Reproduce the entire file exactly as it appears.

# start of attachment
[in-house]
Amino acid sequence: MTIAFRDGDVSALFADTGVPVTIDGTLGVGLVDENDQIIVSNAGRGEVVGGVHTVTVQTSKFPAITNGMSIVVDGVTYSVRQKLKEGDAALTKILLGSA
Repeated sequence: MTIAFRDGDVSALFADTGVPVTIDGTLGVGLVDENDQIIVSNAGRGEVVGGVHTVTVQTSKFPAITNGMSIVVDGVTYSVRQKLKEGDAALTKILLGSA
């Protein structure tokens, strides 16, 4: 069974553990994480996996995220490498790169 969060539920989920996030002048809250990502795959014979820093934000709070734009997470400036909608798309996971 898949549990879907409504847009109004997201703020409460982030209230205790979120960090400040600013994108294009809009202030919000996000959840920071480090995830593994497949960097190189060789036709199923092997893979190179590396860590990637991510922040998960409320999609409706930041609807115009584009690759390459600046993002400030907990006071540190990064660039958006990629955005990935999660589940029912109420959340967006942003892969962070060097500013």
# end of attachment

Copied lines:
[in-house]
Amino acid sequence: MTIAFRDGDVSALFADTGVPVTIDGTLGVGLVDENDQIIVSNAGRGEVVGGVHTVTVQTSKFPAITNGMSIVVDGVTYSVRQKLKEGDAALTKILLGSA
Repeated sequence: MTIAFRDGDVSALFADTGVPVTIDGTLGVGLVDENDQIIVSNAGRGEVVGGVHTVTVQTSKFPAITNGMSIVVDGVTYSVRQKLKEGDAALTKILLGSA
């Protein structure tokens, strides 16, 4: 069974553990994480996996995220490498790169 969060539920989920996030002048809250990502795959014979820093934000709070734009997470400036909608798309996971 898949549990879907409504847009109004997201703020409460982030209230205790979120960090400040600013994108294009809009202030919000996000959840920071480090995830593994497949960097190189060789036709199923092997893979190179590396860590990637991510922040998960409320999609409706930041609807115009584009690759390459600046993002400030907990006071540190990064660039958006990629955005990935999660589940029912109420959340967006942003892969962070060097500013």